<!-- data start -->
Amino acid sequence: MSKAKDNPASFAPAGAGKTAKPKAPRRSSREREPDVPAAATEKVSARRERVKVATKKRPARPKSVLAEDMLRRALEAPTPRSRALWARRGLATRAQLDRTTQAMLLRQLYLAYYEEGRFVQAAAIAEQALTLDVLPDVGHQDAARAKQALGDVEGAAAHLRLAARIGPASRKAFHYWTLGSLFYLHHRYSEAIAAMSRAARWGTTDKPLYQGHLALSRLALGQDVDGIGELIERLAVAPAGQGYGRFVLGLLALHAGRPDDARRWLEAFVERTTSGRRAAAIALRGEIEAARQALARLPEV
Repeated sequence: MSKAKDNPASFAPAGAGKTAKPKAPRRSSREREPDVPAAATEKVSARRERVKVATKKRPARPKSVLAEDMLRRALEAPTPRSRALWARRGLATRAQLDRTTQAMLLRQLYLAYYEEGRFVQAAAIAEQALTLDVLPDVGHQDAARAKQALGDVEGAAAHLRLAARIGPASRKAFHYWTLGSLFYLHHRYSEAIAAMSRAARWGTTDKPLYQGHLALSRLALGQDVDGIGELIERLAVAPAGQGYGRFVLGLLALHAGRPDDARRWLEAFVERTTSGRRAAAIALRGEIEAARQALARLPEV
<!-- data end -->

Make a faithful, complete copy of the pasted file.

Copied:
Amino acid sequence: MSKAKDNPASFAPAGAGKTAKPKAPRRSSREREPDVPAAATEKVSARRERVKVATKKRPARPKSVLAEDMLRRALEAPTPRSRALWARRGLATRAQLDRTTQAMLLRQLYLAYYEEGRFVQAAAIAEQALTLDVLPDVGHQDAARAKQALGDVEGAAAHLRLAARIGPASRKAFHYWTLGSLFYLHHRYSEAIAAMSRAARWGTTDKPLYQGHLALSRLALGQDVDGIGELIERLAVAPAGQGYGRFVLGLLALHAGRPDDARRWLEAFVERTTSGRRAAAIALRGEIEAARQALARLPEV
Repeated sequence: MSKAKDNPASFAPAGAGKTAKPKAPRRSSREREPDVPAAATEKVSARRERVKVATKKRPARPKSVLAEDMLRRALEAPTPRSRALWARRGLATRAQLDRTTQAMLLRQLYLAYYEEGRFVQAAAIAEQALTLDVLPDVGHQDAARAKQALGDVEGAAAHLRLAARIGPASRKAFHYWTLGSLFYLHHRYSEAIAAMSRAARWGTTDKPLYQGHLALSRLALGQDVDGIGELIERLAVAPAGQGYGRFVLGLLALHAGRPDDARRWLEAFVERTTSGRRAAAIALRGEIEAARQALARLPEV